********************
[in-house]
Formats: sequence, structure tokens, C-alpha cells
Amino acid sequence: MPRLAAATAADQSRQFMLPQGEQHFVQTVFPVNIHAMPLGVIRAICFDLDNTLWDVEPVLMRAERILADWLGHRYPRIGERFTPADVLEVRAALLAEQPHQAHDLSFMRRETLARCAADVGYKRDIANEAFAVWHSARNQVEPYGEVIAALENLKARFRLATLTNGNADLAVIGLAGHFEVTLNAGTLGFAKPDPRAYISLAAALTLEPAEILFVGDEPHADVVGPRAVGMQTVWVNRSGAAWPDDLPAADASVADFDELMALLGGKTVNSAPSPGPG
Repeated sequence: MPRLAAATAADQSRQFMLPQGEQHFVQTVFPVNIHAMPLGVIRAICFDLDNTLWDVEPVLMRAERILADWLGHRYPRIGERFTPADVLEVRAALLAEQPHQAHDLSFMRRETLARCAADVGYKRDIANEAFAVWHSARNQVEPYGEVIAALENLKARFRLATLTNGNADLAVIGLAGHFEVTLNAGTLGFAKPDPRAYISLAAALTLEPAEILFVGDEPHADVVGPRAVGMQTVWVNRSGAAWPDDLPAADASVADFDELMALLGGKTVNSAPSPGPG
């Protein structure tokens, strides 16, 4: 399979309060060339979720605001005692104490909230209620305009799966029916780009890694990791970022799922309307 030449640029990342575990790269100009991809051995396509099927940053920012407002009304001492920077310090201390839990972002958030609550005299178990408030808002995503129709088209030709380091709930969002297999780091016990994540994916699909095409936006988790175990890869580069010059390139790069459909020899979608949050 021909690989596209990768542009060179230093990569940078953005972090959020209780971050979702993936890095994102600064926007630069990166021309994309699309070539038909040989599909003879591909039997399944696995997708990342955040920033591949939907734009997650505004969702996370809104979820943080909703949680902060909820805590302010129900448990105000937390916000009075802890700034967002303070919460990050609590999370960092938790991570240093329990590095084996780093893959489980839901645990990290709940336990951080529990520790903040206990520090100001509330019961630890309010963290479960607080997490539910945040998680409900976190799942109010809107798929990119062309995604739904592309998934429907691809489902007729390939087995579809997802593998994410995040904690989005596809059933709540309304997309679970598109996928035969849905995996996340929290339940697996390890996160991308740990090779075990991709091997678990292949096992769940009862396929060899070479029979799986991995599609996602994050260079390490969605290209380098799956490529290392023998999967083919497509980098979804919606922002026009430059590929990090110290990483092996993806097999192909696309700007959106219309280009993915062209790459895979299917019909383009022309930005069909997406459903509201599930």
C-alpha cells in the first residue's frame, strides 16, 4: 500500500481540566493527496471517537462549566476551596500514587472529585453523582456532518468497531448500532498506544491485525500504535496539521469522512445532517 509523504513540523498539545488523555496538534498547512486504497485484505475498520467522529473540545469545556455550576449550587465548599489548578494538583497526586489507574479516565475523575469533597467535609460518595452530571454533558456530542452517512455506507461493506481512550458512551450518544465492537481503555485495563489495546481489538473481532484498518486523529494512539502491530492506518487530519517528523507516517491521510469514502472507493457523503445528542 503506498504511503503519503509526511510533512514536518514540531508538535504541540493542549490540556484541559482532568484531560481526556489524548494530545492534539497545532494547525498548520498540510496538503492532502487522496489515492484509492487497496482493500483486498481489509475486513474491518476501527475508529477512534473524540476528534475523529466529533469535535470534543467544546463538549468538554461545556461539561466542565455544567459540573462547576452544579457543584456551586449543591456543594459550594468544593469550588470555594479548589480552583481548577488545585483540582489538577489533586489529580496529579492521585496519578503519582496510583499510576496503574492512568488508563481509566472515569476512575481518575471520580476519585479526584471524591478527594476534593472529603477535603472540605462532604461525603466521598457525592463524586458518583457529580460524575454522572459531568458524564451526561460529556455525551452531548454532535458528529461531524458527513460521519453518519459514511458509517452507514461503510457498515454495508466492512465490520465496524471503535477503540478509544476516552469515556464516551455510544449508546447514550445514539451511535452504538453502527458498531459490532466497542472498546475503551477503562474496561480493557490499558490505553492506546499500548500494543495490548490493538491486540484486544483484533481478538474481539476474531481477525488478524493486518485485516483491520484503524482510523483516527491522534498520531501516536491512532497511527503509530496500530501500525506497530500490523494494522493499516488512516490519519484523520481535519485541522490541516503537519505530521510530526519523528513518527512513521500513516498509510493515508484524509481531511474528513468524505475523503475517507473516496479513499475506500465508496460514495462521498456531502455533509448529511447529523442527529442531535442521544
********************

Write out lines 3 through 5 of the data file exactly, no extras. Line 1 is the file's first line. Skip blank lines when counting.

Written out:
Amino acid sequence: MPRLAAATAADQSRQFMLPQGEQHFVQTVFPVNIHAMPLGVIRAICFDLDNTLWDVEPVLMRAERILADWLGHRYPRIGERFTPADVLEVRAALLAEQPHQAHDLSFMRRETLARCAADVGYKRDIANEAFAVWHSARNQVEPYGEVIAALENLKARFRLATLTNGNADLAVIGLAGHFEVTLNAGTLGFAKPDPRAYISLAAALTLEPAEILFVGDEPHADVVGPRAVGMQTVWVNRSGAAWPDDLPAADASVADFDELMALLGGKTVNSAPSPGPG
Repeated sequence: MPRLAAATAADQSRQFMLPQGEQHFVQTVFPVNIHAMPLGVIRAICFDLDNTLWDVEPVLMRAERILADWLGHRYPRIGERFTPADVLEVRAALLAEQPHQAHDLSFMRRETLARCAADVGYKRDIANEAFAVWHSARNQVEPYGEVIAALENLKARFRLATLTNGNADLAVIGLAGHFEVTLNAGTLGFAKPDPRAYISLAAALTLEPAEILFVGDEPHADVVGPRAVGMQTVWVNRSGAAWPDDLPAADASVADFDELMALLGGKTVNSAPSPGPG
């Protein structure tokens, strides 16, 4: 399979309060060339979720605001005692104490909230209620305009799966029916780009890694990791970022799922309307 030449640029990342575990790269100009991809051995396509099927940053920012407002009304001492920077310090201390839990972002958030609550005299178990408030808002995503129709088209030709380091709930969002297999780091016990994540994916699909095409936006988790175990890869580069010059390139790069459909020899979608949050 021909690989596209990768542009060179230093990569940078953005972090959020209780971050979702993936890095994102600064926007630069990166021309994309699309070539038909040989599909003879591909039997399944696995997708990342955040920033591949939907734009997650505004969702996370809104979820943080909703949680902060909820805590302010129900448990105000937390916000009075802890700034967002303070919460990050609590999370960092938790991570240093329990590095084996780093893959489980839901645990990290709940336990951080529990520790903040206990520090100001509330019961630890309010963290479960607080997490539910945040998680409900976190799942109010809107798929990119062309995604739904592309998934429907691809489902007729390939087995579809997802593998994410995040904690989005596809059933709540309304997309679970598109996928035969849905995996996340929290339940697996390890996160991308740990090779075990991709091997678990292949096992769940009862396929060899070479029979799986991995599609996602994050260079390490969605290209380098799956490529290392023998999967083919497509980098979804919606922002026009430059590929990090110290990483092996993806097999192909696309700007959106219309280009993915062209790459895979299917019909383009022309930005069909997406459903509201599930």